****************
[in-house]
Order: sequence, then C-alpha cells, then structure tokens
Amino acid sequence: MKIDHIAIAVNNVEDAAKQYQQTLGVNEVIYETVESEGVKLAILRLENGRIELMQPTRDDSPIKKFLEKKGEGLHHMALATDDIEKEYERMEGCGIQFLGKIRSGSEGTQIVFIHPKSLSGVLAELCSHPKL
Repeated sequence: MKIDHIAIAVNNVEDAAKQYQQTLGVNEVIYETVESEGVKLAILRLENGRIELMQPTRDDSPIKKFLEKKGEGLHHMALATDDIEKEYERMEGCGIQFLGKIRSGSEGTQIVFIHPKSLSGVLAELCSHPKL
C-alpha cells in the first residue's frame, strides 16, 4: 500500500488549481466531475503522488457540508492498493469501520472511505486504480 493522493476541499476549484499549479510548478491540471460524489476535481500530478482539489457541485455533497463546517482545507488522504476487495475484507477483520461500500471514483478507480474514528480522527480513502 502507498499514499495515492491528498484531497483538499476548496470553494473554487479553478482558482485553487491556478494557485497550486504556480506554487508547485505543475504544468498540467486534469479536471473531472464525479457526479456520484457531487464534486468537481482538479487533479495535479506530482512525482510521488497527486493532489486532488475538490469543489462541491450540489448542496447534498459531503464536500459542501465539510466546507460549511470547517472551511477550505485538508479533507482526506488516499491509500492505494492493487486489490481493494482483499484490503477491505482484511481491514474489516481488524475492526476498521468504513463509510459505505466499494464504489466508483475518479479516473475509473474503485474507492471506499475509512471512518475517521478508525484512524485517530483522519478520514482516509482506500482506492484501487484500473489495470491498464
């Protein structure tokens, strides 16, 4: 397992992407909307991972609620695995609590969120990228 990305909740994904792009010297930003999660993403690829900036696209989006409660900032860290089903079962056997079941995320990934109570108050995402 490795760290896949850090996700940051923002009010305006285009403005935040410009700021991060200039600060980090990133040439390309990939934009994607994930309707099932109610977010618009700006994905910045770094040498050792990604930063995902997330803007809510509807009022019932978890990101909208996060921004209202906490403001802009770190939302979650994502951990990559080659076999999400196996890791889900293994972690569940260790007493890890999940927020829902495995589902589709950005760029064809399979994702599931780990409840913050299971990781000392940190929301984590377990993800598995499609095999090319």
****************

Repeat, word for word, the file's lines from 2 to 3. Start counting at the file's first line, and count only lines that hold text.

Order: sequence, then C-alpha cells, then structure tokens
Amino acid sequence: MKIDHIAIAVNNVEDAAKQYQQTLGVNEVIYETVESEGVKLAILRLENGRIELMQPTRDDSPIKKFLEKKGEGLHHMALATDDIEKEYERMEGCGIQFLGKIRSGSEGTQIVFIHPKSLSGVLAELCSHPKL